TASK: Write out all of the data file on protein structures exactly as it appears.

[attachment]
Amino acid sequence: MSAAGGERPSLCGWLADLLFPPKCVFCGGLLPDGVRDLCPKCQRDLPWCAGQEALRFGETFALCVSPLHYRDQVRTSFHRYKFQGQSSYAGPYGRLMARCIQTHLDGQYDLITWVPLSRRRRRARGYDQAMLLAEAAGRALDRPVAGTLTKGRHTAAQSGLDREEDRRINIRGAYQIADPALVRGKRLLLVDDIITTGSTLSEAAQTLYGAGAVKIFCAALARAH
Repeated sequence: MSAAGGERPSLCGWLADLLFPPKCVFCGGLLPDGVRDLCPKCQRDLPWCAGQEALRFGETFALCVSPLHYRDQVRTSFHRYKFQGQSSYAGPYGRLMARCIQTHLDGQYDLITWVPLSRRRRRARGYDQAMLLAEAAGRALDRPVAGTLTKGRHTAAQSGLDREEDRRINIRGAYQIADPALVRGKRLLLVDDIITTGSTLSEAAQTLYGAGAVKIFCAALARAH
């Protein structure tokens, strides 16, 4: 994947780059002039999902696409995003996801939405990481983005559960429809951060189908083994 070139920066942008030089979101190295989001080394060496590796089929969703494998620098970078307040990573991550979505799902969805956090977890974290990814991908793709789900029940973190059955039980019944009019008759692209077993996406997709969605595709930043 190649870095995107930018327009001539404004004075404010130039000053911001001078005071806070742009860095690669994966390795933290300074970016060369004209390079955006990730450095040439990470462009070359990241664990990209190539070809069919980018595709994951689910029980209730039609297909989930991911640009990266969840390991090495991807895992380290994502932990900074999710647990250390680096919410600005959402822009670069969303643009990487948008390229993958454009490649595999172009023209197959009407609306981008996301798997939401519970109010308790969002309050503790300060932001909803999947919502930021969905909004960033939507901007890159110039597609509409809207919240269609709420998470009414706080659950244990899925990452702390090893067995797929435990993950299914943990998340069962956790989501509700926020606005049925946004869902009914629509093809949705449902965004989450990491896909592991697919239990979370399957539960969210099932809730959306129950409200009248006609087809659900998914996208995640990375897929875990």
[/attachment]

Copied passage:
Amino acid sequence: MSAAGGERPSLCGWLADLLFPPKCVFCGGLLPDGVRDLCPKCQRDLPWCAGQEALRFGETFALCVSPLHYRDQVRTSFHRYKFQGQSSYAGPYGRLMARCIQTHLDGQYDLITWVPLSRRRRRARGYDQAMLLAEAAGRALDRPVAGTLTKGRHTAAQSGLDREEDRRINIRGAYQIADPALVRGKRLLLVDDIITTGSTLSEAAQTLYGAGAVKIFCAALARAH
Repeated sequence: MSAAGGERPSLCGWLADLLFPPKCVFCGGLLPDGVRDLCPKCQRDLPWCAGQEALRFGETFALCVSPLHYRDQVRTSFHRYKFQGQSSYAGPYGRLMARCIQTHLDGQYDLITWVPLSRRRRRARGYDQAMLLAEAAGRALDRPVAGTLTKGRHTAAQSGLDREEDRRINIRGAYQIADPALVRGKRLLLVDDIITTGSTLSEAAQTLYGAGAVKIFCAALARAH
């Protein structure tokens, strides 16, 4: 994947780059002039999902696409995003996801939405990481983005559960429809951060189908083994 070139920066942008030089979101190295989001080394060496590796089929969703494998620098970078307040990573991550979505799902969805956090977890974290990814991908793709789900029940973190059955039980019944009019008759692209077993996406997709969605595709930043 190649870095995107930018327009001539404004004075404010130039000053911001001078005071806070742009860095690669994966390795933290300074970016060369004209390079955006990730450095040439990470462009070359990241664990990209190539070809069919980018595709994951689910029980209730039609297909989930991911640009990266969840390991090495991807895992380290994502932990900074999710647990250390680096919410600005959402822009670069969303643009990487948008390229993958454009490649595999172009023209197959009407609306981008996301798997939401519970109010308790969002309050503790300060932001909803999947919502930021969905909004960033939507901007890159110039597609509409809207919240269609709420998470009414706080659950244990899925990452702390090893067995797929435990993950299914943990998340069962956790989501509700926020606005049925946004869902009914629509093809949705449902965004989450990491896909592991697919239990979370399957539960969210099932809730959306129950409200009248006609087809659900998914996208995640990375897929875990």